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FSYNC(2)		   Linux Programmers Manual		     FSYNC(2)

       fsync,  fdatasync  -  synchronize  a  files in-core state with storage


       int fsync(int fd);

       int fdatasync(int fd);

   Feature Test Macro Requirements for glibc (see feature_test_macros(7)):

       fsync(): _BSD_SOURCE || _XOPEN_SOURCE
       fdatasync(): _POSIX_C_SOURCE >= 199309L || _XOPEN_SOURCE >= 500

       fsync() transfers ("flushes") all modified in-core data of (i.e., modi
       fied  buffer cache pages for) the file referred to by the file descrip
       tor fd to the disk device (or other  permanent  storage	device)  where
       that  file  resides.  The call blocks until the device reports that the
       transfer has completed.	It also flushes metadata  information  associ
       ated with the file (see stat(2)).

       Calling	fsync()  does  not  necessarily  ensure  that the entry in the
       directory containing the file has  also	reached  disk.	 For  that  an
       explicit fsync() on a file descriptor for the directory is also needed.

       fdatasync() is similar to fsync(), but does not flush modified metadata
       unless  that  metadata  is  needed  in order to allow a subsequent data
       retrieval to be correctly handled.  For example, changes to st_atime or
       st_mtime  (respectively, time of last access and time of last modifica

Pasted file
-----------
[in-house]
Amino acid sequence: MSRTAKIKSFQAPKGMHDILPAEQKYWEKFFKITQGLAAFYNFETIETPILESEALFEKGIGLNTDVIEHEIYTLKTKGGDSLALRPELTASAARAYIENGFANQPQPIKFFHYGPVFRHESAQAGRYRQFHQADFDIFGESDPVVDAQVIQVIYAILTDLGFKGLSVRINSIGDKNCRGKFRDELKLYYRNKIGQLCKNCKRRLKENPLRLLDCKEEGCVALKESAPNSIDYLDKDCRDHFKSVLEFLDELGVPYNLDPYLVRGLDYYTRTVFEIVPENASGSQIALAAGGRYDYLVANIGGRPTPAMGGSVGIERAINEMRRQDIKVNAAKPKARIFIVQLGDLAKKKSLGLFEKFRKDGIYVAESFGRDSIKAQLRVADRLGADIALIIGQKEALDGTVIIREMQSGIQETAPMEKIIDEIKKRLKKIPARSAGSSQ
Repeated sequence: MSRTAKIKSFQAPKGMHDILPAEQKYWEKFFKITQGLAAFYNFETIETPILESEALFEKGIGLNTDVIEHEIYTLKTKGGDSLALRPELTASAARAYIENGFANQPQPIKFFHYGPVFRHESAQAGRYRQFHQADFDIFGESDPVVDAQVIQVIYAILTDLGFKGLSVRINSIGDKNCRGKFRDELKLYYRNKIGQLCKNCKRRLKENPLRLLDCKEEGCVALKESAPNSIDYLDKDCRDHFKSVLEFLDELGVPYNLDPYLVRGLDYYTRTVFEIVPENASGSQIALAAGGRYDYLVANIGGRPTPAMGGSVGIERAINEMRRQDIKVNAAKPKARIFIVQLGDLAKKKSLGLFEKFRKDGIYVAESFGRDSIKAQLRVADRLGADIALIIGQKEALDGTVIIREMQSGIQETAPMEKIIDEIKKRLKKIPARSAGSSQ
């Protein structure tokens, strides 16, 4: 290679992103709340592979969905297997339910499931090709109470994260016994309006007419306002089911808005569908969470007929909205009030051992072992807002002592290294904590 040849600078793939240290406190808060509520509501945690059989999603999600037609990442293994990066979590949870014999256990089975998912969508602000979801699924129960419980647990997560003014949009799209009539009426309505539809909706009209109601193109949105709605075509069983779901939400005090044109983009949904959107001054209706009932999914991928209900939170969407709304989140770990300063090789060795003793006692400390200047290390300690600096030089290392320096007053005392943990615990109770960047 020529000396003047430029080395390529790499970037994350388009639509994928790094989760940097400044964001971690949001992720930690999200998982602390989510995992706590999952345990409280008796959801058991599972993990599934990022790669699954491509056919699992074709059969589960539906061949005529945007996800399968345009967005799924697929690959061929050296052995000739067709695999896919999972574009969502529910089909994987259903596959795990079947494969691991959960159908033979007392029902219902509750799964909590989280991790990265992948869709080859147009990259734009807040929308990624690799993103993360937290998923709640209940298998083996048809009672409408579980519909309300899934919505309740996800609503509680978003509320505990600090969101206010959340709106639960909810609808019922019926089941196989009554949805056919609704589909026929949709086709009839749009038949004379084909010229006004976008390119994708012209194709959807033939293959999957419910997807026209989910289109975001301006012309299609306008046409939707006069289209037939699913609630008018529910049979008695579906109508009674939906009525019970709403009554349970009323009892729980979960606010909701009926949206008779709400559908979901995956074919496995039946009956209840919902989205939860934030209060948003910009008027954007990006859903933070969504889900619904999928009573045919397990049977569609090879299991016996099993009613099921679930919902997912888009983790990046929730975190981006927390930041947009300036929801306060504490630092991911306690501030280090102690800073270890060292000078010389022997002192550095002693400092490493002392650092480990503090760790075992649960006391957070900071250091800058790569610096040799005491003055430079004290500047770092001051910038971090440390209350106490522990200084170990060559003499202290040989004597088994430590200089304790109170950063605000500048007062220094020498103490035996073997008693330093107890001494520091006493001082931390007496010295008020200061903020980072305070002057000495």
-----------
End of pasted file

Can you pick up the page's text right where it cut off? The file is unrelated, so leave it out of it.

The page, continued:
tion; see stat(2)) do not require flushing because they are not	neces
       sary  for a subsequent data read to be handled correctly.  On the other
       hand, a change to the file size (st_size, as made by say ftruncate(2)),
       would require a metadata flush.

       The aim of fdatasync() is to reduce disk activity for applications that
       do not require all metadata to be synchronized with the disk.

       On success, these system calls return zero.  On error, -1 is  returned,
       and errno is set appropriately.

       EBADF  fd is not a valid file descriptor open for writing.

       EIO    An error occurred during synchronization.

	      fd  is  bound  to a special file which does not support synchro

       4.3BSD, POSIX.1-2001.

       On POSIX systems on which  fdatasync()  is  available,  _POSIX_SYNCHRO
       NIZED_IO is defined in  to a value greater than 0.  (See also

       Applications that access databases or log files often write a tiny data
       fragment  (e.g.,  one  line  in	a  log	file)  and  then  call fsync()
       immediately in order to ensure that  the  written  data	is  physically
       stored  on  the	harddisk.  Unfortunately, fsync() will always initiate
       two write operations: one for the newly written data and another one in
       order to update the modification time stored in the inode.  If the mod
       ification time is not a part of the transaction concept fdatasync() can
       be used to avoid unnecessary inode disk write operations.

       If  the	underlying  hard disk has write caching enabled, then the data
       may not really be on  permanent	storage  when  fsync()	/  fdatasync()

       When  an  ext2  file  system is mounted with the sync option, directory
       entries are also implicitly synced by fsync().

       On kernels before 2.4, fsync() on big files  can  be  inefficient.   An
       alternative might be to use the O_SYNC flag to open(2).

       In  Linux 2.2 and earlier, fdatasync() is equivalent to fsync(), and so
       has no performance advantage.

       bdflush(2), open(2), sync(2), sync_file_range(2), hdparm(8),  mount(8),
       sync(8), update(8)

       This  page  is  part of release 3.05 of the Linux man-pages project.  A
       description of the project, and information about reporting  bugs,  can
       be found at http://www.kernel.org/doc/man-pages/.

Linux				  2007-07-26			      FSYNC(2)

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